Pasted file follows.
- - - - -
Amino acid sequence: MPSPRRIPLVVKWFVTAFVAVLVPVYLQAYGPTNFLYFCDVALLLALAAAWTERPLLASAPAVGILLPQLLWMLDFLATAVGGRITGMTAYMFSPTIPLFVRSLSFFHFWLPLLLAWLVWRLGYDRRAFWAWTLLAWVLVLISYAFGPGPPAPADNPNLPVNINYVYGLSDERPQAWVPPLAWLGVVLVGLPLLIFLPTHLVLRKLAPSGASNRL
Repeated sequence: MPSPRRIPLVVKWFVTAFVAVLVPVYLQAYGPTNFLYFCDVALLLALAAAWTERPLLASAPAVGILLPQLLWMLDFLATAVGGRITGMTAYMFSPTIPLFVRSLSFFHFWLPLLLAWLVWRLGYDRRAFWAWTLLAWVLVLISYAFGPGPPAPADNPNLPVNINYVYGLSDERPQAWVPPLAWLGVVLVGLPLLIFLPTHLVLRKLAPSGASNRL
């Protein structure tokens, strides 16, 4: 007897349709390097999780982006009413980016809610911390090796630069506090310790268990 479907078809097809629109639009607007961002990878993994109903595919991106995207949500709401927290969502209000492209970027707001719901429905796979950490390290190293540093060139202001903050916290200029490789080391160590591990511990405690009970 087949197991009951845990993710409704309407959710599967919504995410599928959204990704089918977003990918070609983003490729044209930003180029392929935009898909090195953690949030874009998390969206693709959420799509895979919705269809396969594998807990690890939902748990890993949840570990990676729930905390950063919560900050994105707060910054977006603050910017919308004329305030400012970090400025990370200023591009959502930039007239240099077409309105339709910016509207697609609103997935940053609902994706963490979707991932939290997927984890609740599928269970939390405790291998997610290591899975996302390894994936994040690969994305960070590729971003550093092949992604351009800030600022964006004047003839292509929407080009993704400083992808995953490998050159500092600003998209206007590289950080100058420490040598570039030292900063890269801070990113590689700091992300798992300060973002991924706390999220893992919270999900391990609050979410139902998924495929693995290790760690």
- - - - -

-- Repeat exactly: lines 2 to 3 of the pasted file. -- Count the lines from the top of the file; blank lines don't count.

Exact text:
Repeated sequence: MPSPRRIPLVVKWFVTAFVAVLVPVYLQAYGPTNFLYFCDVALLLALAAAWTERPLLASAPAVGILLPQLLWMLDFLATAVGGRITGMTAYMFSPTIPLFVRSLSFFHFWLPLLLAWLVWRLGYDRRAFWAWTLLAWVLVLISYAFGPGPPAPADNPNLPVNINYVYGLSDERPQAWVPPLAWLGVVLVGLPLLIFLPTHLVLRKLAPSGASNRL
């Protein structure tokens, strides 16, 4: 007897349709390097999780982006009413980016809610911390090796630069506090310790268990 479907078809097809629109639009607007961002990878993994109903595919991106995207949500709401927290969502209000492209970027707001719901429905796979950490390290190293540093060139202001903050916290200029490789080391160590591990511990405690009970 087949197991009951845990993710409704309407959710599967919504995410599928959204990704089918977003990918070609983003490729044209930003180029392929935009898909090195953690949030874009998390969206693709959420799509895979919705269809396969594998807990690890939902748990890993949840570990990676729930905390950063919560900050994105707060910054977006603050910017919308004329305030400012970090400025990370200023591009959502930039007239240099077409309105339709910016509207697609609103997935940053609902994706963490979707991932939290997927984890609740599928269970939390405790291998997610290591899975996302390894994936994040690969994305960070590729971003550093092949992604351009800030600022964006004047003839292509929407080009993704400083992808995953490998050159500092600003998209206007590289950080100058420490040598570039030292900063890269801070990113590689700091992300798992300060973002991924706390999220893992919270999900391990609050979410139902998924495929693995290790760690």